"I get paid to do nothing," he said. "Why am I complaining? I'm not in harm's way. I don't deal with needles and bullets. It ain't that bad. But I hate it."

The fallout from Videogate exemplifies the Police Department's shadow discipline system. After thousands of hours of internal investigations and 50 hours of attention by the Police Commission, all the city has to show for itself is a still-pending $20 million lawsuit, still-delayed commission hearings, and seven officers who are still on ice as clerks earning combined annual salaries of more than $850,000 plus benefits.

I'll set aside the question of whether it's wise for police to produce inside-joke "morale" videos many saw as racially and sexually offensive. (Hint: It's stupid.) And I'll put off the question of whether a mayor and a police chief should handle an issue of police prudence, taste, and sensitivity with a media campaign and vast internal affairs investigation worthy of New York's 1971 Serpico hearings. (They made a medium-sized problem much bigger.)

And, notwithstanding Videogate, it's true that there are plenty of other cases where officers should be taken off the street. The public doesn't want hothead or racist beat cops, after all.

I'll focus instead on whether we want cops to be subject to an ad hoc shadow system of internal discipline that squanders millions of tax dollars each year. Many exiled cops would better serve the public by patrolling, rather than wasting away at desk jobs. Yet there's no system in place, other than management's say-so, to determine that officers' offenses are sufficient to make them a danger to the public. So the system becomes open to charges that it's a tool for retaliation by supervisors.

There has apparently been no systematic analysis of whether the Videogate cops would actually endanger the public if they were put back on the streets. For their own part, the officers believe their desk jobs are punishment for embarrassing the chief and suing the department.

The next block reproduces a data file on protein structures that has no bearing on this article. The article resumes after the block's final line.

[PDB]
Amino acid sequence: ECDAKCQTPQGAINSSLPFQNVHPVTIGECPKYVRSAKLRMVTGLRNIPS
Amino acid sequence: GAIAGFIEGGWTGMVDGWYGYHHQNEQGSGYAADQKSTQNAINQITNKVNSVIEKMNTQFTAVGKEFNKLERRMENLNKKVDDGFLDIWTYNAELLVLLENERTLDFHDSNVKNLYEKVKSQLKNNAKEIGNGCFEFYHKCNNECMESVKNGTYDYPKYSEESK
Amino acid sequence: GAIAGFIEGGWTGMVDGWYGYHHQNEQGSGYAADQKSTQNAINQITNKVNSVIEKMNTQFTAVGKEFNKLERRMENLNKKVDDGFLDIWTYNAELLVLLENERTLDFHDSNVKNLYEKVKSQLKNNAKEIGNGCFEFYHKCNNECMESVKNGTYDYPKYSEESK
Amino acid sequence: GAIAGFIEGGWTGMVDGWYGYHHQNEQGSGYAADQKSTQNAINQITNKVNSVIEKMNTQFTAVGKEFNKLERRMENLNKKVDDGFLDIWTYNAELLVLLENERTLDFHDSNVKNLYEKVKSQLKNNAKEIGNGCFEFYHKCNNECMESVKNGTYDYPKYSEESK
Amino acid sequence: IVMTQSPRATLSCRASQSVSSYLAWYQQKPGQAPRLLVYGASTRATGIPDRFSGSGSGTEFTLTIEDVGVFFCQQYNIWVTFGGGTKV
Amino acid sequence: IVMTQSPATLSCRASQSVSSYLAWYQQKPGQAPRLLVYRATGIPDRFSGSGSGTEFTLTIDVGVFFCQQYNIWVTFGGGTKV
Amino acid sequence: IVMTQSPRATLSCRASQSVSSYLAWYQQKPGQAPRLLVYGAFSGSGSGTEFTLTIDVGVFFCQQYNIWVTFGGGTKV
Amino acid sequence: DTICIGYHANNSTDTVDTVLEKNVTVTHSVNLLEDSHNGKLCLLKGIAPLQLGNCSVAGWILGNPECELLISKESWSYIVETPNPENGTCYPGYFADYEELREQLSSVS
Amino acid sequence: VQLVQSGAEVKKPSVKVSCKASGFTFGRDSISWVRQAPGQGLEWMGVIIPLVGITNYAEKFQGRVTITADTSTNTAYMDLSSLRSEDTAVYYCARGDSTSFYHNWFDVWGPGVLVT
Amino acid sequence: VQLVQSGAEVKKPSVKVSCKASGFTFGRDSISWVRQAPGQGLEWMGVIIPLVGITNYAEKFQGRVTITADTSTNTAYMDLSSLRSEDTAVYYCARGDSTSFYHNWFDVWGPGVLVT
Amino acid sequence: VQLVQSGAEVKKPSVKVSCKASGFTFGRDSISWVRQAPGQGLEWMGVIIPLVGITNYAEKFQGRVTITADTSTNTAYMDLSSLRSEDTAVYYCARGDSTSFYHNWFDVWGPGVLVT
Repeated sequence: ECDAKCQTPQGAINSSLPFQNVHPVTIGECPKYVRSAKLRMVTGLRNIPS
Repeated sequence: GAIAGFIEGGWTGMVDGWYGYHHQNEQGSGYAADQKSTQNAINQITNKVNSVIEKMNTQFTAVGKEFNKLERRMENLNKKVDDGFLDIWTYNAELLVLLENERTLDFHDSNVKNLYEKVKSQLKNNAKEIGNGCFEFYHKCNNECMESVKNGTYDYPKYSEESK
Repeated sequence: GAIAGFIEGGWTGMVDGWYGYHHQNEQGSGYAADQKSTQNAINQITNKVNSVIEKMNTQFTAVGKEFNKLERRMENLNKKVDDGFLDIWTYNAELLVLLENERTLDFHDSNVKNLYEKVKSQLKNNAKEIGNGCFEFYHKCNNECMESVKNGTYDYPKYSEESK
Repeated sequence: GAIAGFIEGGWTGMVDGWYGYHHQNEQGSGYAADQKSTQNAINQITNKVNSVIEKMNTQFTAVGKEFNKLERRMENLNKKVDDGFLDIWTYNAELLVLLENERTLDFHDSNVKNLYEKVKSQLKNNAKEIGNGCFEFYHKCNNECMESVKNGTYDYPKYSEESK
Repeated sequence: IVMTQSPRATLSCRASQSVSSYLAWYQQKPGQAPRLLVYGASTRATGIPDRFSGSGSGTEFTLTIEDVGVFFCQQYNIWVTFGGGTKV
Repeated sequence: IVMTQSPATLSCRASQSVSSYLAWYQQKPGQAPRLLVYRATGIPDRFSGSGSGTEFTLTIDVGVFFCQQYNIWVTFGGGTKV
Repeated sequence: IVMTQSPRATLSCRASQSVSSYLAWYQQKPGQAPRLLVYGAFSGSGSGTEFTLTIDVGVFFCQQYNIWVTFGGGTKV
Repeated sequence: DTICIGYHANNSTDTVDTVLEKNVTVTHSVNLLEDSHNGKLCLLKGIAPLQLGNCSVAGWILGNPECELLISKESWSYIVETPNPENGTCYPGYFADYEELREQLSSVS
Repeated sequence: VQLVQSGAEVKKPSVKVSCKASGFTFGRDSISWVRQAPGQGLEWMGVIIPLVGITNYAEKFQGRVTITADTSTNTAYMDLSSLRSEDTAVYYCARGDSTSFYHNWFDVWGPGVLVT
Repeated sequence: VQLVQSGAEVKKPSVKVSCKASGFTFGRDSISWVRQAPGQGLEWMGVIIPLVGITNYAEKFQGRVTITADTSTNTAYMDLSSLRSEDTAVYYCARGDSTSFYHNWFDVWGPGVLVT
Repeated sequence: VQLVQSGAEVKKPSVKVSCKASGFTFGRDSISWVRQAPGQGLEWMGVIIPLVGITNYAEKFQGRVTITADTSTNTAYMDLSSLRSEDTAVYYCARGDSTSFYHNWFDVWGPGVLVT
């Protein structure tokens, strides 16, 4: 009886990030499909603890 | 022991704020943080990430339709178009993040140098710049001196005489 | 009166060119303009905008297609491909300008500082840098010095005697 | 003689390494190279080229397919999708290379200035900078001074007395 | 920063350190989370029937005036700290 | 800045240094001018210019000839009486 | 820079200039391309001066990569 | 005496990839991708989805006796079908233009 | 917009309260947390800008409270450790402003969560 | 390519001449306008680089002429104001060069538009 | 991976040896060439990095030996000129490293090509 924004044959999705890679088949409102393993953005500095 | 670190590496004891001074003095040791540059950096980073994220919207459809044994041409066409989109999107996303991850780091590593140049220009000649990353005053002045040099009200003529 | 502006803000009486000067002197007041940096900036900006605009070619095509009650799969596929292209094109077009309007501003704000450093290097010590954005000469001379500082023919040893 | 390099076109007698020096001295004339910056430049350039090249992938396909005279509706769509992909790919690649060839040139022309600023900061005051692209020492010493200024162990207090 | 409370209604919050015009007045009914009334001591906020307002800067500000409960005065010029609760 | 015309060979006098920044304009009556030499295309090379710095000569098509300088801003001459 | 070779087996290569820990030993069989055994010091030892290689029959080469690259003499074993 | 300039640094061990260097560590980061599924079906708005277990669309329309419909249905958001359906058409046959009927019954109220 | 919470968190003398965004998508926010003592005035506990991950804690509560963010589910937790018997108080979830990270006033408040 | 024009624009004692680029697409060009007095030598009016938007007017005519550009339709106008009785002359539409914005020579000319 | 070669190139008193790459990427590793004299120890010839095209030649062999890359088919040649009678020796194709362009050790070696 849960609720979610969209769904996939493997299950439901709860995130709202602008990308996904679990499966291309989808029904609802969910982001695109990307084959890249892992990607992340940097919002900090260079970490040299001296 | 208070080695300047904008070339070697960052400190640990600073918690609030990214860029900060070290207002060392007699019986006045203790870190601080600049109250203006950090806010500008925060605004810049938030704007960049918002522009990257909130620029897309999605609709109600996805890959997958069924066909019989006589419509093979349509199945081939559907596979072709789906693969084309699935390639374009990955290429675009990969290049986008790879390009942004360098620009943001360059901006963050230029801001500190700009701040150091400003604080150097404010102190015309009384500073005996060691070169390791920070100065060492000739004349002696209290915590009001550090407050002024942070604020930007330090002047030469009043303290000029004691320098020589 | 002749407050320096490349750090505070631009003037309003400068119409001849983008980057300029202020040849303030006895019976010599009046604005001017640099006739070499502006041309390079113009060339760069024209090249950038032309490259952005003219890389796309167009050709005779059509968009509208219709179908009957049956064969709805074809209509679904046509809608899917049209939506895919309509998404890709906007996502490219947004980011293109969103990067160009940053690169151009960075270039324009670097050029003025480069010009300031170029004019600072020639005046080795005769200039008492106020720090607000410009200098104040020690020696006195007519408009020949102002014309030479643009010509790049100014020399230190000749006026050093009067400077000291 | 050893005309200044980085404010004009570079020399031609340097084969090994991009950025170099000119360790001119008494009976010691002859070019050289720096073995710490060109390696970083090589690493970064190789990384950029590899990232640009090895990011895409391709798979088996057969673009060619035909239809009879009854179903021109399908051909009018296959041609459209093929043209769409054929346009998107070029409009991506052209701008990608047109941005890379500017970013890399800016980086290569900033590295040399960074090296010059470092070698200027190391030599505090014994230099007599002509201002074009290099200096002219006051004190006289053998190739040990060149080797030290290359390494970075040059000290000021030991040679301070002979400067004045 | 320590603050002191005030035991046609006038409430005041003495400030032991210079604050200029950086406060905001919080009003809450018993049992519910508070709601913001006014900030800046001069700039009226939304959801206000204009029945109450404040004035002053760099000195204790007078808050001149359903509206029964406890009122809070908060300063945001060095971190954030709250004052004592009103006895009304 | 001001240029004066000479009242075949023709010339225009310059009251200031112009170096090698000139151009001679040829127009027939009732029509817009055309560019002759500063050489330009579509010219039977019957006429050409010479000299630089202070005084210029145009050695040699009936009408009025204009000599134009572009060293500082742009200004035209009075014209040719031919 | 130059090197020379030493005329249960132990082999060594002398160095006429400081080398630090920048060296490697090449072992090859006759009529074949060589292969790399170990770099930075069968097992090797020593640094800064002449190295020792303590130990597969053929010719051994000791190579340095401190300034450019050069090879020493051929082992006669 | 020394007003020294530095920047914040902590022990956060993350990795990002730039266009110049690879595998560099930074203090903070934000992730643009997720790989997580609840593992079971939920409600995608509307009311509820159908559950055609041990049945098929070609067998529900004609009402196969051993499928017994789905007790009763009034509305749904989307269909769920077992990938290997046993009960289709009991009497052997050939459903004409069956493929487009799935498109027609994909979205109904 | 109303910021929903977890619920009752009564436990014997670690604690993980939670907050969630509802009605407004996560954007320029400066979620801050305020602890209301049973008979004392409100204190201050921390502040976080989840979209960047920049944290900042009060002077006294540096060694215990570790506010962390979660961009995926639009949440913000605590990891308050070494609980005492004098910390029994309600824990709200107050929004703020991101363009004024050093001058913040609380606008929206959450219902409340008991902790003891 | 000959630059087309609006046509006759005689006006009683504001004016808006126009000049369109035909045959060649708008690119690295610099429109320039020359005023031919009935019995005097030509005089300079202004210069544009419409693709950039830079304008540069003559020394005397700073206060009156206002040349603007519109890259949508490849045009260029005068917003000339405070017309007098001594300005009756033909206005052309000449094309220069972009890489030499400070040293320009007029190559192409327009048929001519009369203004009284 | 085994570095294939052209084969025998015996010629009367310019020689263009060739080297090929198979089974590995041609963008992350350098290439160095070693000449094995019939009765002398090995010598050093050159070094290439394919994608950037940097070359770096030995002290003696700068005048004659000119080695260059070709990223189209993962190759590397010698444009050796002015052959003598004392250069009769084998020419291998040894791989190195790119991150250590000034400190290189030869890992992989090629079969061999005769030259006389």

I asked outgoing Chief Fong last week whether she could explain her decision to keep these officers for four years in clerical positions.

It's a question whose importance goes beyond Videogate. The Police Commission has a backlog of 70 cases, some of which go back many years. The police Office of Citizen Complaints investigates 1,000 allegations per year. With such a huge backlog, high cop salaries, and pressing need for cops on the beat, there should be an explicit protocol for determining which officers are street-safe, so some might be sent back on patrol while awaiting the results of their disciplinary cases. "This is a human resources issue, and we must respect confidentiality," Fong said, regarding the exiled Videogate cops.

Are there specific guidelines or procedures for determining whether an officer should be kept away from the public and in a clerical position? "Every situation is different, and we have to evaluate it given the facts," she said. "We handle every situation individually according to protocol."

What is the protocol? "We assess every situation on a case-by-case basis."

I spoke with Fong at a Police Commission meeting last week, where Sparks had just announced she was forwarding to the mayor the names of three candidates to replace the current chief.

Let's hope the new boss has the guts to end the wasteful, arbitrary system of keeping wayward cops on ice.

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